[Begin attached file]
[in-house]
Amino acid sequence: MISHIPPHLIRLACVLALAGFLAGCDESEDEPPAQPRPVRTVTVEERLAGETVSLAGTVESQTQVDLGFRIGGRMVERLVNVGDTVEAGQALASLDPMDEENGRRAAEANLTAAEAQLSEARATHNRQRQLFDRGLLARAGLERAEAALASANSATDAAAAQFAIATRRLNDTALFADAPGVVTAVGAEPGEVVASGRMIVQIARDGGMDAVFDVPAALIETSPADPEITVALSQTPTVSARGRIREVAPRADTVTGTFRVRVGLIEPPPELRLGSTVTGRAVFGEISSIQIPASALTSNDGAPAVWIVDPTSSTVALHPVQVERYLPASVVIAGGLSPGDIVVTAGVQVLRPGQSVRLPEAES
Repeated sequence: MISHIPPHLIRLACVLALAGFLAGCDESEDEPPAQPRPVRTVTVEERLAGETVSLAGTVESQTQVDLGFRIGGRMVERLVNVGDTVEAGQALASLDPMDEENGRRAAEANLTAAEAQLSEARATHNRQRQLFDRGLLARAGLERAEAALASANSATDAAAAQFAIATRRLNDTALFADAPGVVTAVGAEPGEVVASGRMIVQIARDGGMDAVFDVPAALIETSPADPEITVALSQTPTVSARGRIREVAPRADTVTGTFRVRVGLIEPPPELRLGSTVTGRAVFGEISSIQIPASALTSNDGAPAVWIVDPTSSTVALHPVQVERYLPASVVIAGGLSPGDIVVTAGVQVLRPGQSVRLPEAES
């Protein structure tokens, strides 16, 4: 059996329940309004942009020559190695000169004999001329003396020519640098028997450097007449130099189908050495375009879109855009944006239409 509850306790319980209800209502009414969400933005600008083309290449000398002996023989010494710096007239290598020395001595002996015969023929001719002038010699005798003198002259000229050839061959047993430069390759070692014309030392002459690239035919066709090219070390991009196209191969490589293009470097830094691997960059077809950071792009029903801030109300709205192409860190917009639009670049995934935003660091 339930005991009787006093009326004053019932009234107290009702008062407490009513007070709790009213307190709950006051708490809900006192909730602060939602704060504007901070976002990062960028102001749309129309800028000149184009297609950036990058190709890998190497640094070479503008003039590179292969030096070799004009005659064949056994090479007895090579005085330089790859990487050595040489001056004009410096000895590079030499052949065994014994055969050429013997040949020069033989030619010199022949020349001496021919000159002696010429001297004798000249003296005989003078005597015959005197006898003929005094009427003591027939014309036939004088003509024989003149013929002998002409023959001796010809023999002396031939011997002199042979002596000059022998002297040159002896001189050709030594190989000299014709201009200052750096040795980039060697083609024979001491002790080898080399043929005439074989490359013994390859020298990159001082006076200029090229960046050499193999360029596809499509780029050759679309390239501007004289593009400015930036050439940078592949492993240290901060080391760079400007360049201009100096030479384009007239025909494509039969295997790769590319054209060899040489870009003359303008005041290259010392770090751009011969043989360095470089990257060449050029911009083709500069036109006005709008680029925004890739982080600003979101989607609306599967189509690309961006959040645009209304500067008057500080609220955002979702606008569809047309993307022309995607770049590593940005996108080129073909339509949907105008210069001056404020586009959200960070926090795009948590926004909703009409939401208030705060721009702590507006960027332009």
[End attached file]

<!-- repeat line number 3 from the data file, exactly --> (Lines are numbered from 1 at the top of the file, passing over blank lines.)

Repeated sequence: MISHIPPHLIRLACVLALAGFLAGCDESEDEPPAQPRPVRTVTVEERLAGETVSLAGTVESQTQVDLGFRIGGRMVERLVNVGDTVEAGQALASLDPMDEENGRRAAEANLTAAEAQLSEARATHNRQRQLFDRGLLARAGLERAEAALASANSATDAAAAQFAIATRRLNDTALFADAPGVVTAVGAEPGEVVASGRMIVQIARDGGMDAVFDVPAALIETSPADPEITVALSQTPTVSARGRIREVAPRADTVTGTFRVRVGLIEPPPELRLGSTVTGRAVFGEISSIQIPASALTSNDGAPAVWIVDPTSSTVALHPVQVERYLPASVVIAGGLSPGDIVVTAGVQVLRPGQSVRLPEAES